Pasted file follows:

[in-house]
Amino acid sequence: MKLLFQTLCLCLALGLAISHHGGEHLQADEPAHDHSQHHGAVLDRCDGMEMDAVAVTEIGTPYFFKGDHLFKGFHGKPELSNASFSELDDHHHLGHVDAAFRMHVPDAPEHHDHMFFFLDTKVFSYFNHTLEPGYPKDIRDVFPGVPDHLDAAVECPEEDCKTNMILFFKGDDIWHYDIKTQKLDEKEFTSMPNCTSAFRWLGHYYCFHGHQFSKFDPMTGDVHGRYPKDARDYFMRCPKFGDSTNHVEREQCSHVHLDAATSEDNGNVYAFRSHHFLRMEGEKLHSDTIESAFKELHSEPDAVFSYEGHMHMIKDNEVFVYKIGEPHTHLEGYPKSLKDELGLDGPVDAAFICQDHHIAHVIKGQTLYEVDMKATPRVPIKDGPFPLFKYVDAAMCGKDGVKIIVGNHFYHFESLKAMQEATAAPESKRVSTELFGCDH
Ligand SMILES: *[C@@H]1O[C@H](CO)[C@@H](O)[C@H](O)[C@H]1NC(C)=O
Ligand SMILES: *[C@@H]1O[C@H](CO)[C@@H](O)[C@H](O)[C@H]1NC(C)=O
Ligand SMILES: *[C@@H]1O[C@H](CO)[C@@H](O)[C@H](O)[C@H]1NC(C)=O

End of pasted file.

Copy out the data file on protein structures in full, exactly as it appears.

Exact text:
[in-house]
Amino acid sequence: MKLLFQTLCLCLALGLAISHHGGEHLQADEPAHDHSQHHGAVLDRCDGMEMDAVAVTEIGTPYFFKGDHLFKGFHGKPELSNASFSELDDHHHLGHVDAAFRMHVPDAPEHHDHMFFFLDTKVFSYFNHTLEPGYPKDIRDVFPGVPDHLDAAVECPEEDCKTNMILFFKGDDIWHYDIKTQKLDEKEFTSMPNCTSAFRWLGHYYCFHGHQFSKFDPMTGDVHGRYPKDARDYFMRCPKFGDSTNHVEREQCSHVHLDAATSEDNGNVYAFRSHHFLRMEGEKLHSDTIESAFKELHSEPDAVFSYEGHMHMIKDNEVFVYKIGEPHTHLEGYPKSLKDELGLDGPVDAAFICQDHHIAHVIKGQTLYEVDMKATPRVPIKDGPFPLFKYVDAAMCGKDGVKIIVGNHFYHFESLKAMQEATAAPESKRVSTELFGCDH
Ligand SMILES: *[C@@H]1O[C@H](CO)[C@@H](O)[C@H](O)[C@H]1NC(C)=O
Ligand SMILES: *[C@@H]1O[C@H](CO)[C@@H](O)[C@H](O)[C@H]1NC(C)=O
Ligand SMILES: *[C@@H]1O[C@H](CO)[C@@H](O)[C@H](O)[C@H]1NC(C)=O